Sensor chip L1 - lipophilic modification

The sensor surface is dextran coated and modified with lipophilic substances (alkyl chains; (1)). Liposomes diffuse to the dextran surface and are attached directly to the sensor surface without the need to incorporate anchor molecules within the liposomes. Protocols for liposome formation do not need to be modified. The lipid surface mimics biological membranes and can be used in studies of membrane systems. Either before or after liposome binding, the vesicles can be modified by incorporating membrane bound molecules. The sensor surface can be regenerated to allow attachment of various types of liposomes, but care must be taken to remove non-specific bound proteins to the sensor surface.

Not all publications agree on the type of lipid surface on the sensor chip after binding of the liposomes. It was shown that the vesicles can be either intact (1),(2) or fused to a lipid bilayer (3),(4).

The experimental setup for the L1 chip is the same as for the HPA chip. Capturing of liposomes is done after a short pulse of 40 mM Octyl-D-glucoside or 20 mM CHAPS (3-[(3-cholamidopropyl)-dimethylammonia]-1-propan-sulfonate) at 5 μl/min to clean the sensor chip (1). Liposome concentration of 0.5–2 mM with respect to phospholipids is commonly sufficient. If compatible with the user-defined ligands, one short pulse of 10-100 mM NaOH followed by the regeneration solution should be injected after liposome binding to stabilize the base line.

Possible areas of non-specific binding should be tested with a pulse of 0.1 mg/ml BSA or other suitable protein. A fully covered sensor chip has only a minor (40 ± 25 RU) binding of BSA whereas an uncovered surface binds up to 430 RU of BSA. This pulse could also serve as a blocking step to avoid interference from non-specific binding (5).

Detergents and organic solvents may alter or destabilize liposome binding or even cause liposomes to disintegrate. Such agents can be used in attempts to strip the liposomes from Sensor chip L1 in preparation for binding new liposomes. The validity of such a treatment must be fully tested for every new condition.

Lipid samples isolated from for instance blood plasma contain many proteins. These proteins tend to bind to the L1-chip in a non-specific manner and are hard to remove. Incubation with a solution of Trypsin/EDTA (e.g. from cell culture) will remove most of the bound proteins but leave the hydrophobic binding anchor intact.

Because many interactions with lipids depend on calcium or magnesium ions, several alterations to the standard flow buffer can be made.

Capturing protocols

Short protocol 1: The flow buffer (50 mM Hepes pH 7.5, 150 mM NaCl, 3 mM CaCl2, 0.6 mM MgCl2) is 0.22 μm filtered and degassed before use (6). The sensor chip surface is cleaned with an injection of 10 μl of 40 mM octyl glucoside, followed by a wash period of two minutes. Then 5 μl of phospholipids (76 μg/ml) is injected at 10 μl/min resulting in a response increase of 2000 RU. A surface without phospholipids is used as a control (7),(8).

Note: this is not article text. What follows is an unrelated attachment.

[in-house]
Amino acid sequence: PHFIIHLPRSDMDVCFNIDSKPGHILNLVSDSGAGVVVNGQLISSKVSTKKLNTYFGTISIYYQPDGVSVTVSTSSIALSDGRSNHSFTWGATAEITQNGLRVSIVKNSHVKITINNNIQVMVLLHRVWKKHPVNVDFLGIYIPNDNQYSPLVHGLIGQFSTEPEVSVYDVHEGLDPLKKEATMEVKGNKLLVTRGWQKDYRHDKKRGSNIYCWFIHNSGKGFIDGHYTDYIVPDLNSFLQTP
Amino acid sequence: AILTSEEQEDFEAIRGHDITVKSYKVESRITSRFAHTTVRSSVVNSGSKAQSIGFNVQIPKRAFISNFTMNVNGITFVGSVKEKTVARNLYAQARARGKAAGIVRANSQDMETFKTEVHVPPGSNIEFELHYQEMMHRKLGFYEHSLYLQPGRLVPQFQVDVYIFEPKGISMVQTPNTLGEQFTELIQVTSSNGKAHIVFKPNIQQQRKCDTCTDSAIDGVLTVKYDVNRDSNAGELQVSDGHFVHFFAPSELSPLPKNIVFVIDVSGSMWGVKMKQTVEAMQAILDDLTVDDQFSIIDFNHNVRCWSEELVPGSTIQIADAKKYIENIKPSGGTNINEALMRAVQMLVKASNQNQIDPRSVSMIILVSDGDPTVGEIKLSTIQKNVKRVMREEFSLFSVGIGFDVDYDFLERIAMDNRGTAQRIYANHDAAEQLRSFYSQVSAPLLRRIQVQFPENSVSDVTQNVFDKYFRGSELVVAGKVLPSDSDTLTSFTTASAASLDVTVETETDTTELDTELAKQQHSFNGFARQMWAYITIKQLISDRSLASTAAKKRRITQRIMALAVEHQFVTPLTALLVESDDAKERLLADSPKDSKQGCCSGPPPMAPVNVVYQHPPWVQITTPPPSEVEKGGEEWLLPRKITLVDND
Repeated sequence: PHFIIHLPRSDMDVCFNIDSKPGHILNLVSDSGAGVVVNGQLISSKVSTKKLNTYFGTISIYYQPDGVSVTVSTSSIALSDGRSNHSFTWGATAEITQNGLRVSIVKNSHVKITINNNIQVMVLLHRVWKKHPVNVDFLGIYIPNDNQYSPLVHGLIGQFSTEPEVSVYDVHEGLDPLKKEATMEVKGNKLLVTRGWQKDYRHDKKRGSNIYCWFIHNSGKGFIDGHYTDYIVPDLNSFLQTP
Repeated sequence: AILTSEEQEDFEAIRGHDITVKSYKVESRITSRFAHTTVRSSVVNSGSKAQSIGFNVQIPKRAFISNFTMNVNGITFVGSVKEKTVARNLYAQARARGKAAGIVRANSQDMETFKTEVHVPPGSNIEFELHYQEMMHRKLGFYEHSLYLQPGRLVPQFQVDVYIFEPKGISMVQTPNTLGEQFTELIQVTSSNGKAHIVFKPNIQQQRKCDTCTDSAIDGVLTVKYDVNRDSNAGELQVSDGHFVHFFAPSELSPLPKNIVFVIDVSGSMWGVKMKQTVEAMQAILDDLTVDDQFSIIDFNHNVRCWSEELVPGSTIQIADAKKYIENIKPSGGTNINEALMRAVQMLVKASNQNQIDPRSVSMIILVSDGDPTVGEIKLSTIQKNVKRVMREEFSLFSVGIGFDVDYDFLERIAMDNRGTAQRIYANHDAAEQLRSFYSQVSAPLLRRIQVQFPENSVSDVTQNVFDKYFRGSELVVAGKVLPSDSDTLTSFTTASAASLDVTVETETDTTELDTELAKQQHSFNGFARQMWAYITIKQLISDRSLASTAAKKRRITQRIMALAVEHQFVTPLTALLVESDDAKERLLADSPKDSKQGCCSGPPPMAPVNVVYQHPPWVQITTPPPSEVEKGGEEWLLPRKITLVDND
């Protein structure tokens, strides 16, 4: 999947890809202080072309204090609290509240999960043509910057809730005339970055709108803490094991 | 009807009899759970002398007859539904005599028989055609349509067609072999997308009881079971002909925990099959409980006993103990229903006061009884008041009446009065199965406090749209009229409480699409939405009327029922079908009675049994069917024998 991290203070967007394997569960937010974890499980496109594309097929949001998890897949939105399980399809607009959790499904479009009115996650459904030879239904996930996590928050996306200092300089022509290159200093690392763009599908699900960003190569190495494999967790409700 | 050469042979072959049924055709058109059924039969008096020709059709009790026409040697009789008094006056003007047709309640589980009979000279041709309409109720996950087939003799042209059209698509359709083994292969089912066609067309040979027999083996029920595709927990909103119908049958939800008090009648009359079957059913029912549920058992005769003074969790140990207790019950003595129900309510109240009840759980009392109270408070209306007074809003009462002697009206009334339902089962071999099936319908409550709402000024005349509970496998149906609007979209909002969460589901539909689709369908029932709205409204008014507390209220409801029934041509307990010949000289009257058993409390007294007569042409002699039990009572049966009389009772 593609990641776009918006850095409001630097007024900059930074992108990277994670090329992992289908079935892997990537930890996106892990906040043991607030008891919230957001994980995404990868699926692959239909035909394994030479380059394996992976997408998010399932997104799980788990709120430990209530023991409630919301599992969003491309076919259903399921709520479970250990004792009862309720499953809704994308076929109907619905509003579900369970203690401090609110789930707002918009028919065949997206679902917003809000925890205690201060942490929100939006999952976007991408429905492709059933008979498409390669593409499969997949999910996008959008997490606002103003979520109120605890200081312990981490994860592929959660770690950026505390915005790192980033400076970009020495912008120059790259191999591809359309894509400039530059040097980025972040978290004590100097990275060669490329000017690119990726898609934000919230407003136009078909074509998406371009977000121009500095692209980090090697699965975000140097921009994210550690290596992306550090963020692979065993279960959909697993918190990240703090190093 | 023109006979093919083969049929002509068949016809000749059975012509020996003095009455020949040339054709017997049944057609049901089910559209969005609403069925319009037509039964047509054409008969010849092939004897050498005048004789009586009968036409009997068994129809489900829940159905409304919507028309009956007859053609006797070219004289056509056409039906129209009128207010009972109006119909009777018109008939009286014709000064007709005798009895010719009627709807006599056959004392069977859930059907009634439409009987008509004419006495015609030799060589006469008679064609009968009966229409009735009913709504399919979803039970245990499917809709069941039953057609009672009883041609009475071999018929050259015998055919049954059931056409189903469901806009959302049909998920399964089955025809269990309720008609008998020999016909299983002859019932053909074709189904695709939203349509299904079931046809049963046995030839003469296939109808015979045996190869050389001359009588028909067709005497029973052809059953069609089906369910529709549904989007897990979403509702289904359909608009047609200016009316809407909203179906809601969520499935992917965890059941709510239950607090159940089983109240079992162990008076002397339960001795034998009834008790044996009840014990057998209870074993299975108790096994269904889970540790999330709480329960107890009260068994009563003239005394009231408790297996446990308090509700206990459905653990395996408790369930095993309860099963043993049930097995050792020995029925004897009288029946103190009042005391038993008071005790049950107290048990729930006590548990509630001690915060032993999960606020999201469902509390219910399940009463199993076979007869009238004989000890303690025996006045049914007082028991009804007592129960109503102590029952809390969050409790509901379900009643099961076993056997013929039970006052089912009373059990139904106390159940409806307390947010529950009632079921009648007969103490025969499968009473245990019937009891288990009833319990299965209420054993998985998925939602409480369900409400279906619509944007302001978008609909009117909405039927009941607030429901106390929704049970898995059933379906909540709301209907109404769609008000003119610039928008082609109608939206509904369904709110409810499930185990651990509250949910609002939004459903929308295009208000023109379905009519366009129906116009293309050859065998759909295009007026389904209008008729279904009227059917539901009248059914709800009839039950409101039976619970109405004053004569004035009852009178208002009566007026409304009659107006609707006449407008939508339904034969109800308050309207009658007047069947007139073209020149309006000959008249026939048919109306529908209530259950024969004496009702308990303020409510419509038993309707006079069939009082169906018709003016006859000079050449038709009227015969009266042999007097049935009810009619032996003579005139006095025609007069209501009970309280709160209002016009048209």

Short protocol 2: The sensor chip is cleaned by injecting 40 μl 20 mM Chaps with a flow rate of 20 μl/min followed by an extraclean command. The lipids (1 mM) are loaded by injecting 80 μl at a flow rate of 2 μl/min. The surface is stabilized by an injection of 50 μl 10 mM NaOH with a flow rate of 100 μl/min (1).

Short Protocol 3: After cleaning the sensor surface, the lipids are captured with a 2-25 μl injection of 3 mM liposomes at a flow rate of 2-5 μl/min. Stabilization is done by two injections of buffer which results in a stable surface of about 7000 RU captured liposomes. After experimentation the surface is stripped with a 10 μl injection of 50/50 (v/v) 100 mM HCl/isopropanol solution (8).

The amount of captured lipids depends on the type of lipid composition of the vesicle, vesicle size and contact time.

After using the sensor chip, the surface must be cleaned before storage. Cleaning is done with an injection of 40 μl 20 mM CHAPS at 20 μl/min. The sensor chip is undocked and thoroughly washed with clean water, blown dry and stored over dry silica gel under nitrogen at ± 4°C (1).

More information about the protein-membrane interactions can be found in the publication of Besenicar (9).


(1) Cooper, M. A. et al A vesicle capture sensor chip for kemitic analysis of interactions with membrane bound recptors. Anal.Biochem 277: 196-205; (2000).
(2) Bitto, E. et al Mechanism of annexin I-mediated membrane aggregation. Biochemistry 39: 13469-13477; (2000).
(3) Erb, E. M. et al Characterization of the surfaces generated by liposome binding to the modified dextran matrix of a surface plasmon resonance sensor chip. Analytical Biochemistry 280: 29-35; (2000).
(4) BIACORE AB Sensor chip L1; Instructions for use. (1998).
(5) Webster, C. I. et al Kinetic analysis of high-mobility-group proteins HMG-1 and HMG-I/Y binding to cholesterol-tagged DNA on a supported lipid monolayer. Nucleic Acids Res. 28: 1618-1624; (2000).
(6) Liaw, P. C. et al Mechanisms by which soluble endothelial cell protein C receptor modulates protein C and activated protein C function. J.Biol.Chem. 275: 5447-5452; (2000).
(7) Danelian, E. et al SPR biosensor studies of the direct interaction between 27 drugs and a liposome surface: correlation with fraction absorbed in humans. J.Med.Chem. 43: 2083-2086; (2000).
(8) Baird, C. L. et al Surface plasmon resonance characterization of drug/liposome interactions. Analytical Biochemistry 310: 93-99; (2002).
(9) Besenicar, M. et al Surface plasmon resonance in protein-membrane interactions. Chem.Phys.Lipids. 141: 169-178; (2006).